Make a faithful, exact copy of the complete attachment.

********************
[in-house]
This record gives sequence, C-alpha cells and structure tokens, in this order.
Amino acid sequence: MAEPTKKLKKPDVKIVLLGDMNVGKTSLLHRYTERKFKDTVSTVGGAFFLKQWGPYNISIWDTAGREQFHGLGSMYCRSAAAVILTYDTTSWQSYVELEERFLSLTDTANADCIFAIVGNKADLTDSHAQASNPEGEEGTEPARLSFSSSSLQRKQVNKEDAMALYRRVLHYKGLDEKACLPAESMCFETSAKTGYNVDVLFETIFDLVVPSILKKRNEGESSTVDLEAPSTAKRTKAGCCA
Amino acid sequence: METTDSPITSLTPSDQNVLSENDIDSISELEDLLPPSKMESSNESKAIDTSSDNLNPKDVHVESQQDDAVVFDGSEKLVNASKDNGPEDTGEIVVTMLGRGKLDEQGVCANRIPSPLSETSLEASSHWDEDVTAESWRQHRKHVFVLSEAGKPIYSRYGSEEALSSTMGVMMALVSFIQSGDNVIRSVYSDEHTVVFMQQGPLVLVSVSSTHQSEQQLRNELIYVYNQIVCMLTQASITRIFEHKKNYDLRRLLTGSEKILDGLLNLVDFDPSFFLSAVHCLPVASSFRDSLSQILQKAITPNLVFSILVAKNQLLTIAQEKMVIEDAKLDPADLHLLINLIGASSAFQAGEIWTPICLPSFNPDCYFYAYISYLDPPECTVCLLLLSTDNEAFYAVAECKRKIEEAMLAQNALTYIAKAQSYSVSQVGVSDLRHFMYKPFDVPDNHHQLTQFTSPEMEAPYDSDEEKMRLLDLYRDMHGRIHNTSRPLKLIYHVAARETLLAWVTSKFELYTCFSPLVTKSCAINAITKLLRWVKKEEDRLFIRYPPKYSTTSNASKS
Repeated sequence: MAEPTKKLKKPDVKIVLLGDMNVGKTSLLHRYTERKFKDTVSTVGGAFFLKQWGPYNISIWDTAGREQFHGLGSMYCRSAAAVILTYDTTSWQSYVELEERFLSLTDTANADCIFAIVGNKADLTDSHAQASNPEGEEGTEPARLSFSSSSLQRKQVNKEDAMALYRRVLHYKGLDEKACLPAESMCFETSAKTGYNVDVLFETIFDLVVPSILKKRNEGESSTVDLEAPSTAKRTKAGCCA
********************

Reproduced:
[in-house]
This record gives sequence, C-alpha cells and structure tokens, in this order.
Amino acid sequence: MAEPTKKLKKPDVKIVLLGDMNVGKTSLLHRYTERKFKDTVSTVGGAFFLKQWGPYNISIWDTAGREQFHGLGSMYCRSAAAVILTYDTTSWQSYVELEERFLSLTDTANADCIFAIVGNKADLTDSHAQASNPEGEEGTEPARLSFSSSSLQRKQVNKEDAMALYRRVLHYKGLDEKACLPAESMCFETSAKTGYNVDVLFETIFDLVVPSILKKRNEGESSTVDLEAPSTAKRTKAGCCA
Amino acid sequence: METTDSPITSLTPSDQNVLSENDIDSISELEDLLPPSKMESSNESKAIDTSSDNLNPKDVHVESQQDDAVVFDGSEKLVNASKDNGPEDTGEIVVTMLGRGKLDEQGVCANRIPSPLSETSLEASSHWDEDVTAESWRQHRKHVFVLSEAGKPIYSRYGSEEALSSTMGVMMALVSFIQSGDNVIRSVYSDEHTVVFMQQGPLVLVSVSSTHQSEQQLRNELIYVYNQIVCMLTQASITRIFEHKKNYDLRRLLTGSEKILDGLLNLVDFDPSFFLSAVHCLPVASSFRDSLSQILQKAITPNLVFSILVAKNQLLTIAQEKMVIEDAKLDPADLHLLINLIGASSAFQAGEIWTPICLPSFNPDCYFYAYISYLDPPECTVCLLLLSTDNEAFYAVAECKRKIEEAMLAQNALTYIAKAQSYSVSQVGVSDLRHFMYKPFDVPDNHHQLTQFTSPEMEAPYDSDEEKMRLLDLYRDMHGRIHNTSRPLKLIYHVAARETLLAWVTSKFELYTCFSPLVTKSCAINAITKLLRWVKKEEDRLFIRYPPKYSTTSNASKS
Repeated sequence: MAEPTKKLKKPDVKIVLLGDMNVGKTSLLHRYTERKFKDTVSTVGGAFFLKQWGPYNISIWDTAGREQFHGLGSMYCRSAAAVILTYDTTSWQSYVELEERFLSLTDTANADCIFAIVGNKADLTDSHAQASNPEGEEGTEPARLSFSSSSLQRKQVNKEDAMALYRRVLHYKGLDEKACLPAESMCFETSAKTGYNVDVLFETIFDLVVPSILKKRNEGESSTVDLEAPSTAKRTKAGCCA